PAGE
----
The Coming Week’s Daf Yomi by Rabbi Adin Steinsaltz
This essay is based upon the insights and chidushim (original ideas) of Talmudic scholar Rabbi Adin Steinsaltz, as published in the Hebrew version of the Steinsaltz Edition of the Talmud.
This month’s Steinsaltz Daf Yomi is sponsored by Dr. and Mrs. Alan Harris, The Lewy Family Foundation, and Marilyn and Edward Kaplan
As we have learned, Judaism views sexual relations between husband and wife to be not just a mitzvah, but an obligation that a husband has to his wife.
The Mishnah (61b) discusses the frequency with which such relations are required and concludes that depending on the husband’s job – which determines how often he is home – there are greater or lesser expectations. Thus, an unemployed man may be expected to sleep with his wife every night, while a sailor is only obligated to do so once every six months.
Our Gemara discusses the obligation of married talmidei chachamim – individuals who have dedicated themselves to the study of Torah. Rav Yehuda quotes Shmuel as ruling that talmidei chachamim are obligated to have marital relations every Friday night. In the Talmud Yerushalmi, Rav is quoted as pointing out that this ruling follows his interpretation of the next Mishnah (64b), where we learn that talmidei chachamim eat with their wives every Friday night, a teaching that is understood by Rav to be a euphemism for engaging in marital relations.
Rashi offers a simple explanation for the choice of Friday night. He says that the night of Shabbat is a time that is set aside for rest and physical pleasure, which makes it particularly appropriate for sexual relations. The Rivan adds that according to the Gemara in Masechet Shabbat, Friday night is not a time that talmidei chachamim would ordinarily be in the study hall, so it does not divert their attention from their studies.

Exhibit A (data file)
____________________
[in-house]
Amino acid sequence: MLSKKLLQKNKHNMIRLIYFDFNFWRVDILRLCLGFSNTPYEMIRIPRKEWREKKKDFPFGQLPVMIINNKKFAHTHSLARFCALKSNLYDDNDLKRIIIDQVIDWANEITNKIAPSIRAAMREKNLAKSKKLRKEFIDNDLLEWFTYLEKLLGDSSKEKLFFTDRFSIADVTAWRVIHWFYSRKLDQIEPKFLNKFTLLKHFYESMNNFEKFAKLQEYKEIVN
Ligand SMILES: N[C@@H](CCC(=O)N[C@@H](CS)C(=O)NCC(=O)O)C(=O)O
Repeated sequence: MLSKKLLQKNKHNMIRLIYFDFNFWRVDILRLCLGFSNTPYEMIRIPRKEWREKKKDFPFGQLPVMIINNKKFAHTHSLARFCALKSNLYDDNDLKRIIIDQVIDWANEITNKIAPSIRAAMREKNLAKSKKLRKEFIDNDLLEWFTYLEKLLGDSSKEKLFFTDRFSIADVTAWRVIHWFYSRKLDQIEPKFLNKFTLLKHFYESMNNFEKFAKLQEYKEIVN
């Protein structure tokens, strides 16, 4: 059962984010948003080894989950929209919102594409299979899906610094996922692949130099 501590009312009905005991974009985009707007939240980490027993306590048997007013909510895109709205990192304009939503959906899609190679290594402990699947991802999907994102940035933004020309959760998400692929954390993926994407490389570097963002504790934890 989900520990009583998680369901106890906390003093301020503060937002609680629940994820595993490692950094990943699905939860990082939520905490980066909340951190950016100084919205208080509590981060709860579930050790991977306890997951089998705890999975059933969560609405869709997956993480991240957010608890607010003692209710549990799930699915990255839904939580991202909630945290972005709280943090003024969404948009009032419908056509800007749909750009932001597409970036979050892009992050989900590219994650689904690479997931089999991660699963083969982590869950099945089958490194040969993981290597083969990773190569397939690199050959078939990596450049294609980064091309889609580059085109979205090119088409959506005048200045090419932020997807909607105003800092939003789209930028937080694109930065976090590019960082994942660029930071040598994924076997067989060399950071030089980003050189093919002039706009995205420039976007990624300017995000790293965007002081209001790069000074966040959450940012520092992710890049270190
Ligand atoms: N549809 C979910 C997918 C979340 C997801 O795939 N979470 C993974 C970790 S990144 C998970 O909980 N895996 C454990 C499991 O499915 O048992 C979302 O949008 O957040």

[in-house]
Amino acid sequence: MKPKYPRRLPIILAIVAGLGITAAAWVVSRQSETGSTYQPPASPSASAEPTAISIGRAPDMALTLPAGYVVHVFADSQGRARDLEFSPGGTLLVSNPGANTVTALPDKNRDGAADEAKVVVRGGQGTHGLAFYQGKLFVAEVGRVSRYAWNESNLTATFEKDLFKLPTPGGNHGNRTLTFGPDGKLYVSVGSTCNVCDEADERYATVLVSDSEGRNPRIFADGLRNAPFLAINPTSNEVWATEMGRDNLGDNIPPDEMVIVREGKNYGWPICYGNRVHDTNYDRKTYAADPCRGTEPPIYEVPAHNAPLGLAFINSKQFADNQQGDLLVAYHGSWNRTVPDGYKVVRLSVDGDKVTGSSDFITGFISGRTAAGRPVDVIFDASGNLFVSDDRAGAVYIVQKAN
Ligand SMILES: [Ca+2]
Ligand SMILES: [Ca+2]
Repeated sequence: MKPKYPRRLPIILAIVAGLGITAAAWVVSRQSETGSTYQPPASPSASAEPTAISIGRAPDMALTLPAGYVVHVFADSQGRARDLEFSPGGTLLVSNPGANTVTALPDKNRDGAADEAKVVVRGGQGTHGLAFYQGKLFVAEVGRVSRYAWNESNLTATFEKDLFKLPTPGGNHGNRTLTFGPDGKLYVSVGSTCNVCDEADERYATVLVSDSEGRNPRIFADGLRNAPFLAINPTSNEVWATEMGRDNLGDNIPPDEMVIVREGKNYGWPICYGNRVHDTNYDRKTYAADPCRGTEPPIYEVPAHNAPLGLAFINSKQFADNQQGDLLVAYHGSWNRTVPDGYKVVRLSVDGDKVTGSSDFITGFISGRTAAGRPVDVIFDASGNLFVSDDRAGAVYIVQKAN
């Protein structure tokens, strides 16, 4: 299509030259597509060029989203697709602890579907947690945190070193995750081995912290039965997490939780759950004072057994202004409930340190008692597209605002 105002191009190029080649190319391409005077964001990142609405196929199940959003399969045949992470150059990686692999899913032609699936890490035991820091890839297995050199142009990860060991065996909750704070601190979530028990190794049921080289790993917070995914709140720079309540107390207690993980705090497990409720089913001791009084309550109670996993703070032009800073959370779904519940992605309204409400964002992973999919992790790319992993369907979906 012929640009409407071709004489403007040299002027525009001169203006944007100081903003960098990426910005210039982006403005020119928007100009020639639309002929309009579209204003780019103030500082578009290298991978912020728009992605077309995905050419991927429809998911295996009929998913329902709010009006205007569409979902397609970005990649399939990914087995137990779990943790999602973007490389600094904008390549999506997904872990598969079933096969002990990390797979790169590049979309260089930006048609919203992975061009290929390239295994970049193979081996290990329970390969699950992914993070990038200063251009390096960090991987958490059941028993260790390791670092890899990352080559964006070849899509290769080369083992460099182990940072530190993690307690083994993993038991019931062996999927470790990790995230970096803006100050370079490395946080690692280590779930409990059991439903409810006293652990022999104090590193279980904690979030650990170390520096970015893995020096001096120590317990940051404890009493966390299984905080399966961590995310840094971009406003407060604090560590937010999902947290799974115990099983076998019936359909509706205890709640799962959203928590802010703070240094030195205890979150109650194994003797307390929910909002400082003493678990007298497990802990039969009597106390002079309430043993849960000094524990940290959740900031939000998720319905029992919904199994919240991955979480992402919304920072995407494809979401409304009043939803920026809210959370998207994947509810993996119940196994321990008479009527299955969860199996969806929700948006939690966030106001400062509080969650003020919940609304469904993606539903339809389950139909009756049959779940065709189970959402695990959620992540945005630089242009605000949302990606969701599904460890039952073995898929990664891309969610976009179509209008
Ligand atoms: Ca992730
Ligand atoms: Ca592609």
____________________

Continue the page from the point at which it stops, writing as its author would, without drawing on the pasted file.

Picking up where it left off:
The ruling that Friday night is the ideal time for talmidei chachamim to be engaged in sexual relations is repeated numerous times in the Zohar, which offers Kabbalistic explanations for this practice, going so far as to suggest that Friday night is the only time that talmidei chachamim are permitted to have relations.
Rachel was the daughter of Ben Kalba Savu’a, who came from one of the wealthiest and most politically powerful families in Israel during the time of the destruction of the Second Temple. Akiva, a 40-year-old shepherd who worked for Ben Kalba Savu’a, asked Rachel to marry him. She agreed to do so if he promised to devote himself to the study of Torah after their wedding. Akiva agreed to do so, and they secretly married. Upon learning of this Ben Kalba Savu’a threw Rachel out of his house and disowned her, condemning her to a life of poverty while Akiva studied. The Talmud relates that after 12 years of study, Akiva returned with 12,000 students, but before entering his house he heard his wife say that she would be willing to have her husband continue to learn for another 12 years. Taking her on her word, he returned to the beit midrash for another 12 years, returning home this time with 24,000 students.
According to the Gemara, by this time Ben Kalba Savu’a had come to regret the decision to disown his daughter, and upon hearing that a great Rabbi had come to town he called on him to ask to annul his vow. Rabbi Akiva asked him whether he would have made the vow to disown his daughter had she married a Torah scholar. Upon informing him that he would not have done so even if his son-in-law knew a single chapter or verse, Akiva identified himself. Released from his vow, Ben Kalba Savu’a gave the couple half of his estate.